Danaharta's deal with Tajudin over RM589mil is unsettling given that it had a judgement in hand for the amount
AN out-of- court settlement when you already have a favourable judgment is allowing the bird already in hand to forever fly away. When those whom you ultimately represent have no idea why you gave that bird up in the first place it makes it doubly worse.
Such is the case in the perplexing settlement between prominent Malaysian businessman Tan Sri Tajudin Ramli and Pengurusan Danaharta Nasional Bhd. Danaharta had already obtained judgement from the High Court against Tajudin in 2009 for a huge RM589mil, probably the largest sum awarded in Malaysian legal industry.
The judgement gives interest rate on the RM589 million at 2% over Malayan Banking's base lending rate from Jan 1 2006. Assuming a simple interest rate of 8%, that amount would have now swelled to about RM840mil if the judgment were effected today. What could have made Danaharta lose that kind of money? And did it get anything in return?
Danaharta is the national debt management agency set up in the wake of the 1998 Asian financial crisis to sort out debt problems in the banking system and recover as much money as possible from borrowers.
It had filed a suit against Tajudin, a high-flying and favoured businessman, part of a group close to former Finance Minister Tun Daim Zainuddin, who at one time controlled Malaysia Airlines (MAS) and before that mobile telephone operator Celcom through his vehicle Technology Resources Industries Bhd (TRI).
Tajudin got into serious debt and lost control of TRI and eventually sold his 32% stake in MAS back to the Government in 2001 at the same price he bought it several years back and much higher than the then market price, drawing heavy criticism. He had taken a loan of RM1.79bil to buy the stake in 1994.
Earlier this week, when the case came up for hearing before the Court of Appeal, it was disclosed that an out-of-court settlement was reached and basically that was that. The terms of the settlement were not made public, despite the case being of great public interest and the fact that Danaharta is publicly funded and has at least a moral duty to explain why it went for a settlement.
Predictably, the way this case has been disposed off has started tongues wagging and the rumour mill churning with much velocity. With important questions unanswered, serious questions over governance and accountability have risen to the fore and can only be detrimental for the country and its financial and capital markets.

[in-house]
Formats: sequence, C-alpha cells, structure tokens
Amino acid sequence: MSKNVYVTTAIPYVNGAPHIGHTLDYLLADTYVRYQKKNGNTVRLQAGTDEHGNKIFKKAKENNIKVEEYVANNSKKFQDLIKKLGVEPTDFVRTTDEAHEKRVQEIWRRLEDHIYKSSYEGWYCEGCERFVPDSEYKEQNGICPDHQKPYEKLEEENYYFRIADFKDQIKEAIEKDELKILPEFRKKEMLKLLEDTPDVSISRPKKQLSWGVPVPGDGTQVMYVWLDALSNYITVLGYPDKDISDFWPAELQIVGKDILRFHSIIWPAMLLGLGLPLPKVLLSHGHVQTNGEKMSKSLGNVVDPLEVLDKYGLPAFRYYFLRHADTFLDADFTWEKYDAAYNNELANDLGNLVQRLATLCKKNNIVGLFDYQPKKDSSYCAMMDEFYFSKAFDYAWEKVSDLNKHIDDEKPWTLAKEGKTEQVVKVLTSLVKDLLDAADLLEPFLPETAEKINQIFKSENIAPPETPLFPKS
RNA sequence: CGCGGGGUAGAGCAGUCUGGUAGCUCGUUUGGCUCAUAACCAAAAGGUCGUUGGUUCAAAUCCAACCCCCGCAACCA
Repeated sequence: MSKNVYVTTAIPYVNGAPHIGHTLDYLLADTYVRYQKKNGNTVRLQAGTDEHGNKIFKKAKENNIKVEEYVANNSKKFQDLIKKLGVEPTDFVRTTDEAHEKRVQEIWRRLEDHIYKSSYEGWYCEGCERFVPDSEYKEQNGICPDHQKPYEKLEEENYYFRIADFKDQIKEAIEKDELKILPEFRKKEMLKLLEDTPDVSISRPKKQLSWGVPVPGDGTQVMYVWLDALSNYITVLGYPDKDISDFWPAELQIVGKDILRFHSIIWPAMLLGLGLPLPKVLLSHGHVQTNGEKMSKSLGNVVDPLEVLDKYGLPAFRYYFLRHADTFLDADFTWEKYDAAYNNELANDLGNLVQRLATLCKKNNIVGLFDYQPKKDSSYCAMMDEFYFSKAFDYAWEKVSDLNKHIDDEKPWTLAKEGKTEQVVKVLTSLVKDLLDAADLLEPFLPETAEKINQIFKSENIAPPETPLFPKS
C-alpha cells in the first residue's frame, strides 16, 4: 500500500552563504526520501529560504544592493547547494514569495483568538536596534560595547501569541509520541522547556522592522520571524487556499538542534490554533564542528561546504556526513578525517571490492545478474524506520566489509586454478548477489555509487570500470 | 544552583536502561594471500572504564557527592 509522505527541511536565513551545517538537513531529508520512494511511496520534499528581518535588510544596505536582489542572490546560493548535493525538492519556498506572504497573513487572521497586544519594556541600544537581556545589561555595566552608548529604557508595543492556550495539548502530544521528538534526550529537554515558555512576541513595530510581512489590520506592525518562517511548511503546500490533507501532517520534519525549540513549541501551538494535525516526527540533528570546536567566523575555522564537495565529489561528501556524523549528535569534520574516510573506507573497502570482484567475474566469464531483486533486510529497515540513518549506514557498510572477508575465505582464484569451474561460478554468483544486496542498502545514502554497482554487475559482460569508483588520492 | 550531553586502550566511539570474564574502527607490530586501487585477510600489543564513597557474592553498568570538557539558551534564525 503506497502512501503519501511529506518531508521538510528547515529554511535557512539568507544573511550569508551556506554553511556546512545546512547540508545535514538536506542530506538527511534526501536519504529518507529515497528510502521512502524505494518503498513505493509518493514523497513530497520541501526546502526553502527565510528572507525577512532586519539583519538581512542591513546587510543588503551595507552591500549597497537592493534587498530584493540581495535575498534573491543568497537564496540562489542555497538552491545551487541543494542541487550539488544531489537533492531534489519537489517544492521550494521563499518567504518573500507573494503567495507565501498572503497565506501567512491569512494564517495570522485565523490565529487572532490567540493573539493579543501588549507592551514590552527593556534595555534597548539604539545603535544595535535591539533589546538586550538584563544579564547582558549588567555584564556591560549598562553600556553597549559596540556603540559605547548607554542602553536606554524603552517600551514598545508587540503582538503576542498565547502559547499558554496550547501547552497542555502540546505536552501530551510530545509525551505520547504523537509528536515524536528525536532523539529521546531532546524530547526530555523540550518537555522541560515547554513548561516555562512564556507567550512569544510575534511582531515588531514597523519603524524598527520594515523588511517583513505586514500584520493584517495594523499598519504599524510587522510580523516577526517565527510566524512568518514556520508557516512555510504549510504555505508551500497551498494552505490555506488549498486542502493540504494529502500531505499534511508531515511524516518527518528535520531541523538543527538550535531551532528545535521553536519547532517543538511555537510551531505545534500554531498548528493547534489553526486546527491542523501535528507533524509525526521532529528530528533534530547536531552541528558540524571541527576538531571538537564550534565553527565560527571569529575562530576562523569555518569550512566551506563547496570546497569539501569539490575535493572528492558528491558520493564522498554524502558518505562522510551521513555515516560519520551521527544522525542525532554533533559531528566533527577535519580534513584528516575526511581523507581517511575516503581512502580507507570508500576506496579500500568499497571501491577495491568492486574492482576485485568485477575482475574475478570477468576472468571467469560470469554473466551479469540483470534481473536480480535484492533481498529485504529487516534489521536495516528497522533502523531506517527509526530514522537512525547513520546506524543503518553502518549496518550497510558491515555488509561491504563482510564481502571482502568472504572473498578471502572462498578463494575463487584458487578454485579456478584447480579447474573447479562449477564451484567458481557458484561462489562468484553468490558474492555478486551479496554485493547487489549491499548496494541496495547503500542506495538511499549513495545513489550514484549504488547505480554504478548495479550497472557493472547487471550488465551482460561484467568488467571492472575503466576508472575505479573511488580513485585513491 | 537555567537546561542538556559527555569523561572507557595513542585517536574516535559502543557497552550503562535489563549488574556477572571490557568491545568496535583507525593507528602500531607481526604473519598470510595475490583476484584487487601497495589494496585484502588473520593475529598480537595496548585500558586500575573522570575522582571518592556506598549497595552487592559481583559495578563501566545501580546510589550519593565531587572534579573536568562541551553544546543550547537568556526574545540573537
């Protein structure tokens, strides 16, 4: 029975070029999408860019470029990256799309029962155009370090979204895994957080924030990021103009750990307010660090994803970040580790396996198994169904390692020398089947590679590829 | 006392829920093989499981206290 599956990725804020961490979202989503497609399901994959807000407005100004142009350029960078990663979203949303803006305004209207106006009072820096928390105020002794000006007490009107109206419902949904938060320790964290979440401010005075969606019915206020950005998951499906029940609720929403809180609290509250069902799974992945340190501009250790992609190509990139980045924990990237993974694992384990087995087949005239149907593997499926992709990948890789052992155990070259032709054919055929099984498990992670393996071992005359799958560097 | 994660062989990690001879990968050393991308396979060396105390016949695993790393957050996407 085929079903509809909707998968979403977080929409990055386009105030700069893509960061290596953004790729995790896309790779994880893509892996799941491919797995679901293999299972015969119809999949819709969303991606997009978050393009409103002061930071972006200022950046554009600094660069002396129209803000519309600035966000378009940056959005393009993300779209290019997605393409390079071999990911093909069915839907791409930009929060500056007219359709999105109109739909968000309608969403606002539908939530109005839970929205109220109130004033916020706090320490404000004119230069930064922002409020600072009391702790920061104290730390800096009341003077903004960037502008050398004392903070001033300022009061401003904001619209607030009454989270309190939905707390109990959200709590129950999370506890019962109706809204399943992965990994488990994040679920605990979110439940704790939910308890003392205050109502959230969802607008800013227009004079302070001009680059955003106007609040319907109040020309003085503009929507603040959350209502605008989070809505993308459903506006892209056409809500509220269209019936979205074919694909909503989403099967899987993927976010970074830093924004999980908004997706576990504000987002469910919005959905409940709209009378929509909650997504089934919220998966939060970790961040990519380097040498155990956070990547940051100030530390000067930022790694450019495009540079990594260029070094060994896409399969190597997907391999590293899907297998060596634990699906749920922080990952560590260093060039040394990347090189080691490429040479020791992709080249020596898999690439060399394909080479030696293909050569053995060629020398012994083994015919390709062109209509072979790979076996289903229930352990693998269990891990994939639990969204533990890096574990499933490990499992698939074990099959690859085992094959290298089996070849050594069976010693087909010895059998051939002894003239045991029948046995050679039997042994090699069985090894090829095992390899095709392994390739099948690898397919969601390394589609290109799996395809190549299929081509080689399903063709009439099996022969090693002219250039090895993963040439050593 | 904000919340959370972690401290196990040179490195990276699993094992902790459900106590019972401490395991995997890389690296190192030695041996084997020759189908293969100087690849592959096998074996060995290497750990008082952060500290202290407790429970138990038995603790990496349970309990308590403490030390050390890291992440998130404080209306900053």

As one lawyer pointed out, with the High Court judgement, Danaharta was no longer a plaintiff but a judgement debtor while Tajudin was a judgement creditor. At least it would have been prudent on Danaharta's part to wait until the Court of Appeal had decided on Tajudin's appeal.
In 2009, the Kuala Lumpur High Court ordered Tajudin to pay RM589mil to Danaharta following debts incurred when purchasing MAS shares. The amount was the balance from the RM1.79bil loan taken to purchase MAS.
The High Court ordered him to pay Danaharta at Dec 31 2005 the principal sum of RM589mil owed plus interest at 2% above Malayan Banking's base lending rate from Jan 1 2006, until the loan was paid.
Tajudin made counter-claims amounting to some RM13.5bil. These claims are far in excess of the RM589mil in dispute, by over some 20 times. It was filed against 24 respondents, including former Danaharta chief executive Datuk Azman Yahya and former Danaharta officers Datuk Abdul Hamidy Hafiz, Datuk Zukri Samat and Datuk Kris Azman Abdullah.
He had claimed that Tun Mahathir Mohamad, who was Prime Minister then, had ordered him to buy the 32% stake in MAS to bail out Bank Negara Malaysia which had incurred foreign exchange losses. Mahathir denies this.
That's the intriguing tale about this whole issue. It offers a lesson on how corporate Malaysia is run with its close interlinks between big business, Government and politics. It was a refreshing decision to see Danaharta turn around and pursue to the end creditors who have the means to repay their debts.
But this settlement has negated all that and turned the hands of the clock back in terms of progressing to a more transparent and accountable environment with the proper standards of governance in place.
If there is indeed a convincing explanation for this, than it is incumbent upon all parties, and especially Danaharta, which spent money and effort to bring the miscreants to book and got a judgment in its favour, to make this public so that the rest of us understand.
Otherwise, we need to add this to yet another one of those things we must get to the bottom of and do something about.
P Gunasegaram notes that the final amount involved amounts to more than three times that of the RM250mil loan involved in the cowgate (National Feedlot Corp) scandal. (email@example.com)
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